President’s Address Received Well By Congress, Nation; Governor Jindal’s Response Draws Criticism

Posted on February 27, 2009 by

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President Obama entering the house Chamber on Tuesday evening

President Obama entering the House Chamber on Tuesday evening

Update: The full address is available free — and in HD — at this link (hosted by hulu.com).

By Jim Chandley

President Obama was interrupted over 60 times on Tuesday night as he addressed Congress in a State of the Union-like speech that wasn’t technically called a State of the Union. He led with one of his only concrete accomplishments as President. ”I am proud to announce that The American Recovery and Reinvestment Act is now law,” he told the nation.

He went on to discuss various problems facing the country today. Standing firmly on accountability for the money in the new stimulus package, the President vowed to watch where the money goes. ”I promise to hold these banks accountable… this time, CEO’s won’t be able to use taxpayer money to pad their paychecks.”

The President also spoke about how innovation would be the future of the American economy. ”We need to make clean, renewable energy the profitable kind of energy… and we need a retooled and re-imagined auto industry that can compete and win.”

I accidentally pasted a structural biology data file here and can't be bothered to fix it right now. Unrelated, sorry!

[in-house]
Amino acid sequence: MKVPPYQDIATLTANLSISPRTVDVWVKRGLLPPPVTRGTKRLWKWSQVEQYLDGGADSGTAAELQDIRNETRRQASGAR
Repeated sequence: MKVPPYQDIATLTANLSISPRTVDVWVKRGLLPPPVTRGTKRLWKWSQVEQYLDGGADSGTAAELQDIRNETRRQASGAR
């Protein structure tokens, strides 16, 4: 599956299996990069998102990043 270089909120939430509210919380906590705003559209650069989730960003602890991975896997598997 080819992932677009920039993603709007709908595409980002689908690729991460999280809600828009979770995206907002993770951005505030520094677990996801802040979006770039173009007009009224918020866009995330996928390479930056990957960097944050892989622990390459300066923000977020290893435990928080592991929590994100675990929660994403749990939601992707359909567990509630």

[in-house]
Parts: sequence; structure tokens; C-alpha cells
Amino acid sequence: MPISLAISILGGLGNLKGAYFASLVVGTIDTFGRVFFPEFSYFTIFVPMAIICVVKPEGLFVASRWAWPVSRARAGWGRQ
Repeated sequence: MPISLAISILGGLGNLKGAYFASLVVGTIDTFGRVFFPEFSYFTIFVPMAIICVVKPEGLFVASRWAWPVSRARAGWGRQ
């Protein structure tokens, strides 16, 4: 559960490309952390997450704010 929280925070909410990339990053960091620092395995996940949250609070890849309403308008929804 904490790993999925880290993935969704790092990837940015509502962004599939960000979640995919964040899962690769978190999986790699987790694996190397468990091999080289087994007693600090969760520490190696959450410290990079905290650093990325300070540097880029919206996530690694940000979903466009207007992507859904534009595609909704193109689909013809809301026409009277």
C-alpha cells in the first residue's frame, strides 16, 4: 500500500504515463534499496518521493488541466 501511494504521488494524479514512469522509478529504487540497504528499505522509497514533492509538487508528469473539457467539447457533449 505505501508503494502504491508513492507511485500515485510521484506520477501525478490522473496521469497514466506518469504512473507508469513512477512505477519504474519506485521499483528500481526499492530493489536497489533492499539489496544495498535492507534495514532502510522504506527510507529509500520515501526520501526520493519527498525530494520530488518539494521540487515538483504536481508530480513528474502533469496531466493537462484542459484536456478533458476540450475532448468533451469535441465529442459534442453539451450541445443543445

On that subject, President Obama finished with an appeal to students and young people. He asked that everyone commit to at least one year of higher education, whether it be job training, community college or a four year school. He also added, “Dropping out of high school is no longer an option. It isn’t just quitting on yourself anymore; it’s quitting on your country.”

Meanwhile, back in the heartland…

After the speech, as has become the custom in our two-party system, Governor Bobby Jindal of Louisiana gave the GOP “counter-speech.” Criticism of the speech came from both sides of the aisle in the hours to follow. The response, as a Boston Globe opinion piece put it “only showcases [the] party’s failures.”

Jindal spoke because this particular spotlight is often used to highlight the ‘future’ of the opposition party. He has been a media darling in his young political career. He is often described as an articulate man.

But the media reaction to his speech on Tuesday was less than enthusiastic. Some of the terms used to define it were “teeth-grindingly awful” and “simplistic and almost childish.”

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Posted in: Politics